Dwarfism discovered in the world's tallest animal - giraffes stunted by a bone growth disorder
- Two dwarf giraffe have been discovered for the first time in Africa by scientists from the Giraffe Conservation Foundation (GCF).
- One giraffe was found in Murchison Falls NationalPark in Uganda in 2015 and the other on a private farm in central Namibia in 2018.
- The giraffe seen in Uganda has been named 'Gimli' after the Lord of the Rings character, while the Namibian giraffe is called 'Nigel.'
- Compared to the expected height of 15-20ft, Gimli is only 9ft tall, while Nigel is even smaller at just 8ft tall.
- They have skeletal dysplasia, a condition that affects bone growth and often results in a shorter stature.
- The findings were published in the British Medical Journal.
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Two dwarf giraffe have been discovered for the first time in Africa by scientists from the Giraffe Conservation Foundation (GCF).
The giraffe seen in Uganda has been named 'Gimli' after the Lord of the Rings character, while the Namibian giraffe is called 'Nigel.'
Compared to the expected height of 4.5-6 metres Gimli is only 2.7 metres tall while Nigel, who was born in 2014, is even smaller at 2.4 metres despite being four years old when he was first discovered by scientists; an age when male giraffe tend to be fully grown and close to maturity.
Emma Wells, a GCF researcher, said in a press release: "While the Namibian farmer had spotted Nigel regularly over the years, it was only after our observations that he released that Nigel was not a juvenile but a fully grown male giraffe. It is mainly in comparison to other giraffes that his difference in stature becomes obvious."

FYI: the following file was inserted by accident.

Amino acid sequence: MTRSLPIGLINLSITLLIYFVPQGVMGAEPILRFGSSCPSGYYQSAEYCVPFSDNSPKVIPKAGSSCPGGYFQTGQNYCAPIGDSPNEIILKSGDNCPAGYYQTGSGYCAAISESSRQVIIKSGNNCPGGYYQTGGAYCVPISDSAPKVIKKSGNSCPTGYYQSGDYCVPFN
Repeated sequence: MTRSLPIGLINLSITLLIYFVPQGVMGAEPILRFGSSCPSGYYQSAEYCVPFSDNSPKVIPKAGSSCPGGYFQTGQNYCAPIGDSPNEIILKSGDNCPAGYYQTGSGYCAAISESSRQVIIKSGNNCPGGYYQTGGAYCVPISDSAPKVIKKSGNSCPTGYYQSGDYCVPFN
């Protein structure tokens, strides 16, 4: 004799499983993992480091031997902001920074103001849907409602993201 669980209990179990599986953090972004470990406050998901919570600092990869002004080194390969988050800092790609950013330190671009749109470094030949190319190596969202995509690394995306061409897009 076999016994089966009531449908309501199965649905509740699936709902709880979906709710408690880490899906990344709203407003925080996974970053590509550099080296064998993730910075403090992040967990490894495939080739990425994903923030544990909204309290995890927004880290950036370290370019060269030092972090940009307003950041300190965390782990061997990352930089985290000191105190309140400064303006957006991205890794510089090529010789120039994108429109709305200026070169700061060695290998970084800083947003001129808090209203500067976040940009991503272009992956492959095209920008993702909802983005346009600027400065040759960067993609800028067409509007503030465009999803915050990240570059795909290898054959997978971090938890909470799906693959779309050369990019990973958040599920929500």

Using digital photogrammetry techniques, researchers measured the giraffe and compared them to the others in the local population. They found that they had skeletal dysplasia, which affects bone growth and often results in a shorter stature.
Although it has occurred in humans and domestic animals like dogs, cows, and pigs in the past, dwarfism is rarely observed among wild animals, and this is the first time it has been seen in giraffe.
The findings were published in the British Medical Journal.
The lead author of the study, Dr. Michael Brown, said in the press release: "Instances of wild animals with these types of skeletal dysplasias are extraordinarily rare. It's another interesting wrinkle in the unique story of giraffe in these diverse ecosystems."
Africa's giraffe population has declined significantly over the past 30 years. The GCF estimates there are only around 111,000 left of the tallest land animal in the world.
Dr. Julian Fennessy, Director and Co-Founder of GCF, also added: "Giraffe are undergoing a silent extinction in Africa. This is the first description of dwarf giraffe is just another example of how little we know about these charismatic animals.
"There is just so much more to learn about giraffe in Africa and we need to stand tall now to save them before it is too late."
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